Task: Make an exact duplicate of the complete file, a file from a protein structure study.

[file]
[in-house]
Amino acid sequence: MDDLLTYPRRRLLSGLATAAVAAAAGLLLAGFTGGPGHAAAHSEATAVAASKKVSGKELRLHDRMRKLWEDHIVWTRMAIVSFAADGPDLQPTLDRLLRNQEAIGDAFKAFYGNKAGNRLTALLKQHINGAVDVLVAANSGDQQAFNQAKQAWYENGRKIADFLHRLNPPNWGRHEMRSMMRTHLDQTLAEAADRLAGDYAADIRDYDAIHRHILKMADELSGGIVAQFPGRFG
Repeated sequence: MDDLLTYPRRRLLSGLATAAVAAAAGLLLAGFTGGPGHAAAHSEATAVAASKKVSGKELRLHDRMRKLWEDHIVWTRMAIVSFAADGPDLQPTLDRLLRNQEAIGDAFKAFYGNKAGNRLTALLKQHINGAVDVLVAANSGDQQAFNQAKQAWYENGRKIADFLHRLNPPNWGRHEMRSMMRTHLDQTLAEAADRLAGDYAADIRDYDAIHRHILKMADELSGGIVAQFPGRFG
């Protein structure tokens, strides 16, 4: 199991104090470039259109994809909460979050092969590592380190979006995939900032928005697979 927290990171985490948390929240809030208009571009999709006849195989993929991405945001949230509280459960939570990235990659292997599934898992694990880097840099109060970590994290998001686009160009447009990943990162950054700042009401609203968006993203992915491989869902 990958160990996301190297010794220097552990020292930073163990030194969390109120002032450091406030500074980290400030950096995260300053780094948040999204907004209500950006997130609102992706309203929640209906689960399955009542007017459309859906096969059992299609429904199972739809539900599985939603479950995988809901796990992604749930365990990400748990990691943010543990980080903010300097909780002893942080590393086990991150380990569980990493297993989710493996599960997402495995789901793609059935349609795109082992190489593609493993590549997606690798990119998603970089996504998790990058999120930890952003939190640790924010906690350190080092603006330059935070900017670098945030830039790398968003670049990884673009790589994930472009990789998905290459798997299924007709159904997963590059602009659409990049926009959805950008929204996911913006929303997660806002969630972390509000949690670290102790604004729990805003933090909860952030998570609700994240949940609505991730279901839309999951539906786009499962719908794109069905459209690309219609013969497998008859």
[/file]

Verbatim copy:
[in-house]
Amino acid sequence: MDDLLTYPRRRLLSGLATAAVAAAAGLLLAGFTGGPGHAAAHSEATAVAASKKVSGKELRLHDRMRKLWEDHIVWTRMAIVSFAADGPDLQPTLDRLLRNQEAIGDAFKAFYGNKAGNRLTALLKQHINGAVDVLVAANSGDQQAFNQAKQAWYENGRKIADFLHRLNPPNWGRHEMRSMMRTHLDQTLAEAADRLAGDYAADIRDYDAIHRHILKMADELSGGIVAQFPGRFG
Repeated sequence: MDDLLTYPRRRLLSGLATAAVAAAAGLLLAGFTGGPGHAAAHSEATAVAASKKVSGKELRLHDRMRKLWEDHIVWTRMAIVSFAADGPDLQPTLDRLLRNQEAIGDAFKAFYGNKAGNRLTALLKQHINGAVDVLVAANSGDQQAFNQAKQAWYENGRKIADFLHRLNPPNWGRHEMRSMMRTHLDQTLAEAADRLAGDYAADIRDYDAIHRHILKMADELSGGIVAQFPGRFG
């Protein structure tokens, strides 16, 4: 199991104090470039259109994809909460979050092969590592380190979006995939900032928005697979 927290990171985490948390929240809030208009571009999709006849195989993929991405945001949230509280459960939570990235990659292997599934898992694990880097840099109060970590994290998001686009160009447009990943990162950054700042009401609203968006993203992915491989869902 990958160990996301190297010794220097552990020292930073163990030194969390109120002032450091406030500074980290400030950096995260300053780094948040999204907004209500950006997130609102992706309203929640209906689960399955009542007017459309859906096969059992299609429904199972739809539900599985939603479950995988809901796990992604749930365990990400748990990691943010543990980080903010300097909780002893942080590393086990991150380990569980990493297993989710493996599960997402495995789901793609059935349609795109082992190489593609493993590549997606690798990119998603970089996504998790990058999120930890952003939190640790924010906690350190080092603006330059935070900017670098945030830039790398968003670049990884673009790589994930472009990789998905290459798997299924007709159904997963590059602009659409990049926009959805950008929204996911913006929303997660806002969630972390509000949690670290102790604004729990805003933090909860952030998570609700994240949940609505991730279901839309999951539906786009499962719908794109069905459209690309219609013969497998008859």